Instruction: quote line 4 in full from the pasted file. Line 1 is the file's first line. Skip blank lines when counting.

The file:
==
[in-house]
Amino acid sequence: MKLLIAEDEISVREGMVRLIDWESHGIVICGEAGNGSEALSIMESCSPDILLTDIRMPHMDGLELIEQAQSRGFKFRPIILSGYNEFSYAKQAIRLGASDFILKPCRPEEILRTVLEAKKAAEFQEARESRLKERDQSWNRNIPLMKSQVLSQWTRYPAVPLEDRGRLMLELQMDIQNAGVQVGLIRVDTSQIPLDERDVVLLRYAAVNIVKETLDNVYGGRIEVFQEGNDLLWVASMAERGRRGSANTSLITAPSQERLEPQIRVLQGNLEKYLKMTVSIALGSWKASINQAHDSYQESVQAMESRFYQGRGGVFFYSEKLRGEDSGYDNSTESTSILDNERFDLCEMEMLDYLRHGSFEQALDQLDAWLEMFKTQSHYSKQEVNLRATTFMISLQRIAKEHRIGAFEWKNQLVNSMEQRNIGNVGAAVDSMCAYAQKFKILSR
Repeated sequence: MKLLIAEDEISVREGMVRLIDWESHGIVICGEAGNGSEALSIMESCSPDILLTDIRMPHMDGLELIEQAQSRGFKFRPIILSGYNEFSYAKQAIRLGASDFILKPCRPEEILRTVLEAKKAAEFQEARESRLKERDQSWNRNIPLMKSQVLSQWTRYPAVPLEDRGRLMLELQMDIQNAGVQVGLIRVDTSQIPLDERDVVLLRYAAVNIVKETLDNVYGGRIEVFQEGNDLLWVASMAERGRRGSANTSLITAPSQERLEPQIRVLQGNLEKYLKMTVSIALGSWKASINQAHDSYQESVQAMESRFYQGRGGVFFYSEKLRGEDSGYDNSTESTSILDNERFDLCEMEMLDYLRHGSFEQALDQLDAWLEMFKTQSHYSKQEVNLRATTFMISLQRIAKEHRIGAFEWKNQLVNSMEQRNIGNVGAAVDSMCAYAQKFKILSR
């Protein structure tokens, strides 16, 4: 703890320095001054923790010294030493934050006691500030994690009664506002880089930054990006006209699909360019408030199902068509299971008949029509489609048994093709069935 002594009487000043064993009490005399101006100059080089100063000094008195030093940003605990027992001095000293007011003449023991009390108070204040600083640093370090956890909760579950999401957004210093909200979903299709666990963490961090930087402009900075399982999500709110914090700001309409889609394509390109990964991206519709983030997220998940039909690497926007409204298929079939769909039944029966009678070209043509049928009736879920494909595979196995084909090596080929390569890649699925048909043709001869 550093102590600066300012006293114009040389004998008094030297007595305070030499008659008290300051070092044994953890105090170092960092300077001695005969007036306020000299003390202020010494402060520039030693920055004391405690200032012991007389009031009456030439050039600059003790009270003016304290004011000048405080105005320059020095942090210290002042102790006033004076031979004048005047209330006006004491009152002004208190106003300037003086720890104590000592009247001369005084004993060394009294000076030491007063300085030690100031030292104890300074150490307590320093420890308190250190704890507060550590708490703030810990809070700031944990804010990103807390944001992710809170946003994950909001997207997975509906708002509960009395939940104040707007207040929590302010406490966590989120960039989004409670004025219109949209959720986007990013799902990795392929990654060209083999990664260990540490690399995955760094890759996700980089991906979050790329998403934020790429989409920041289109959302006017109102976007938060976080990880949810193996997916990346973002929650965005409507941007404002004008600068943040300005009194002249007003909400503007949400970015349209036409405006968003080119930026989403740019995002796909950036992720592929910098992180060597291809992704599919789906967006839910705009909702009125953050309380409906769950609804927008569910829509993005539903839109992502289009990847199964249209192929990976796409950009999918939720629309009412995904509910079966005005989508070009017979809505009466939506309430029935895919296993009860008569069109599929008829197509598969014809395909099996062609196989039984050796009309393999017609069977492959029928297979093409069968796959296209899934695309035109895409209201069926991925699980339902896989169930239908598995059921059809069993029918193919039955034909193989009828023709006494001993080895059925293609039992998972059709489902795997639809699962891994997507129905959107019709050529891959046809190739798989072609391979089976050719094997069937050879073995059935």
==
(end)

């Protein structure tokens, strides 16, 4: 703890320095001054923790010294030493934050006691500030994690009664506002880089930054990006006209699909360019408030199902068509299971008949029509489609048994093709069935 002594009487000043064993009490005399101006100059080089100063000094008195030093940003605990027992001095000293007011003449023991009390108070204040600083640093370090956890909760579950999401957004210093909200979903299709666990963490961090930087402009900075399982999500709110914090700001309409889609394509390109990964991206519709983030997220998940039909690497926007409204298929079939769909039944029966009678070209043509049928009736879920494909595979196995084909090596080929390569890649699925048909043709001869 550093102590600066300012006293114009040389004998008094030297007595305070030499008659008290300051070092044994953890105090170092960092300077001695005969007036306020000299003390202020010494402060520039030693920055004391405690200032012991007389009031009456030439050039600059003790009270003016304290004011000048405080105005320059020095942090210290002042102790006033004076031979004048005047209330006006004491009152002004208190106003300037003086720890104590000592009247001369005084004993060394009294000076030491007063300085030690100031030292104890300074150490307590320093420890308190250190704890507060550590708490703030810990809070700031944990804010990103807390944001992710809170946003994950909001997207997975509906708002509960009395939940104040707007207040929590302010406490966590989120960039989004409670004025219109949209959720986007990013799902990795392929990654060209083999990664260990540490690399995955760094890759996700980089991906979050790329998403934020790429989409920041289109959302006017109102976007938060976080990880949810193996997916990346973002929650965005409507941007404002004008600068943040300005009194002249007003909400503007949400970015349209036409405006968003080119930026989403740019995002796909950036992720592929910098992180060597291809992704599919789906967006839910705009909702009125953050309380409906769950609804927008569910829509993005539903839109992502289009990847199964249209192929990976796409950009999918939720629309009412995904509910079966005005989508070009017979809505009466939506309430029935895919296993009860008569069109599929008829197509598969014809395909099996062609196989039984050796009309393999017609069977492959029928297979093409069968796959296209899934695309035109895409209201069926991925699980339902896989169930239908598995059921059809069993029918193919039955034909193989009828023709006494001993080895059925293609039992998972059709489902795997639809699962891994997507129905959107019709050529891959046809190739798989072609391979089976050719094997069937050879073995059935």